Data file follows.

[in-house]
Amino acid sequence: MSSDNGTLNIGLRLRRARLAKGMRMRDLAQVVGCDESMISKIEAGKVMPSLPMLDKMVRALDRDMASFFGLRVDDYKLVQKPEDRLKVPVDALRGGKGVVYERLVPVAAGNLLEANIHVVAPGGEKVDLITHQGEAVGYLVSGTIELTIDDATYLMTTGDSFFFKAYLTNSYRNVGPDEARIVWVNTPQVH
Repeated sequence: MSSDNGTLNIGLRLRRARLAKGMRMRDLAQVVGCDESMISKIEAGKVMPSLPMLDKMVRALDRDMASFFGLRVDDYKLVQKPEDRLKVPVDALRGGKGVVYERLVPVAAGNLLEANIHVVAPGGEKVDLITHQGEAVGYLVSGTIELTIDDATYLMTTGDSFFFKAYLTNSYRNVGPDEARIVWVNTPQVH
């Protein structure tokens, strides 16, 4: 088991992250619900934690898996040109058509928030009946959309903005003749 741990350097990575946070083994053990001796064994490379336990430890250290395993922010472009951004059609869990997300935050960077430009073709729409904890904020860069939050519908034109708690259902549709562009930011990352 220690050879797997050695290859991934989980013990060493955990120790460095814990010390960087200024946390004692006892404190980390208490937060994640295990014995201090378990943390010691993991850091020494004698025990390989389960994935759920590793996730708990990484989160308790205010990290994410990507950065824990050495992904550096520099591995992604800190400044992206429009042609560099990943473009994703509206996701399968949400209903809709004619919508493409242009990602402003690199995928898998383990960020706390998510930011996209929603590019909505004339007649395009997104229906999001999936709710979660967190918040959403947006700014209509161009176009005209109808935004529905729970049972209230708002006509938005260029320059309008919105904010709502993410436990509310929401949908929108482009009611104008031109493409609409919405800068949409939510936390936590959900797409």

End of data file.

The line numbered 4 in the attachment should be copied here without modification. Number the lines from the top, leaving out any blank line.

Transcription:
């Protein structure tokens, strides 16, 4: 088991992250619900934690898996040109058509928030009946959309903005003749 741990350097990575946070083994053990001796064994490379336990430890250290395993922010472009951004059609869990997300935050960077430009073709729409904890904020860069939050519908034109708690259902549709562009930011990352 220690050879797997050695290859991934989980013990060493955990120790460095814990010390960087200024946390004692006892404190980390208490937060994640295990014995201090378990943390010691993991850091020494004698025990390989389960994935759920590793996730708990990484989160308790205010990290994410990507950065824990050495992904550096520099591995992604800190400044992206429009042609560099990943473009994703509206996701399968949400209903809709004619919508493409242009990602402003690199995928898998383990960020706390998510930011996209929603590019909505004339007649395009997104229906999001999936709710979660967190918040959403947006700014209509161009176009005209109808935004529905729970049972209230708002006509938005260029320059309008919105904010709502993410436990509310929401949908929108482009009611104008031109493409609409919405800068949409939510936390936590959900797409």